Cities of Vesuvius

- Syllabus Content -

Religion: temples, household gods, foreign cults, tombs

See “Private Worship and Observances” pp.159-60

  • What were household gods?
  • What is a lararium?
  • What are the features of a lararium?
  • Where was a lararium situated in the house?
(See Figure 9.10 on p.160 for features of a Lararium and household worship.)

Household Gods

These are the things that are commonly found in a household shrine:
Lares - protectors of the household. There are usually depicted as a pair of dancing youths in short tunics with a drinking horn in the shape of an animal's head in one hand and either a wine bucket or a patera (dish).
Penates – protectors of the stores
Genius – guardian spirits of the family
Bacchus (the god of wine) and Mercury (messenger of the god Jupiter and god of commerce) were also added to some lararia.
Snake and altar – agathodemon (snake) was shown rearing its head or wrapping itself around the altar which was said to bring fertility to the family

Lararium - House of the Vettii

Lararium - House of the Vettii

  • Lararia are shrines to the gods of the household, and are found in different shapes and forms in many Pompeian houses, ranging from simple wall-paintings to large and elaborate shrines.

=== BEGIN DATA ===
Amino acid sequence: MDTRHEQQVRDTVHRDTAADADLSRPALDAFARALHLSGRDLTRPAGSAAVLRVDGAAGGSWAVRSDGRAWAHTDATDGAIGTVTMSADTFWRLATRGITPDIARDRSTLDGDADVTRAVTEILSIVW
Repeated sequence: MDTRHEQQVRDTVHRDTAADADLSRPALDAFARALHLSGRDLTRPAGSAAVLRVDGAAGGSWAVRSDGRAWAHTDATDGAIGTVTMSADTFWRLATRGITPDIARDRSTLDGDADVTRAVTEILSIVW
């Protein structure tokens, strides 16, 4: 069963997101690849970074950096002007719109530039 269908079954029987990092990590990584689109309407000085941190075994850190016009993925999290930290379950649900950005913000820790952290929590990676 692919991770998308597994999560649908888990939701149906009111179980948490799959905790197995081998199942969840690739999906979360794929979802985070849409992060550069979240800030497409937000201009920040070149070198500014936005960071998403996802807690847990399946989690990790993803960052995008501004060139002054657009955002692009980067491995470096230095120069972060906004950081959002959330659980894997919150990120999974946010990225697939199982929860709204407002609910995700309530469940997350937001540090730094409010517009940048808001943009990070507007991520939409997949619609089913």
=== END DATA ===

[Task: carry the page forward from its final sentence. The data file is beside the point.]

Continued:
• The picture above which was found in the House of the Vettii, shows us a shrine in the form of a temple.
  • Columns support a pediment (which is the triangular shape on top of the picture), and frame a central painting.
  • Two dancing lares (guardians of the family, who protect the household from external threats) hold raised drinking horns.
  • They are positioned on either side of the genius (who represents the spirit of the male head of the household), who is dressed in a toga and making a sacrifice.
  • Beneath them all is a serpent. Snakes are often depicted in lararia, and were considered guardian spirits of the family.

Thermopolium of L. Vetutius Placidus
Genius (centre) with lares on either side
On the left is Bacchus and on the right is Mercury
Peristyle of the House of the Golden Cupids

Different types of lararia

  • A niche found in the walls of poorer homes with figures painted in black
  • Aedicule which is a mini temple set on a podium lined with expensive materials such as marble
  • A wall that is made to look like an aedicule (but is 2D) with the household gods also painted. (This painting technique is called trompe l'oeil ["trick the eye"].)

Herm_of_Caecilius_Jucundus.jpgWorships and offerings
  • Rituals performed by the paterfamilias (the head of the family) who was the chief priest
  • Regular daily offerings and monthly celebrations were carried out, using an offering of wreath, portions of a meal (eg. Fruits and eggs) and crumbs left on the floor
  • Sometimes on a special occasion a lamb was also sacrificed

Right is a herm of L. Caecilius Jucundus. Inscribed on the herm is: "To the genius of our Lucius. Felix, freedman (set this up)".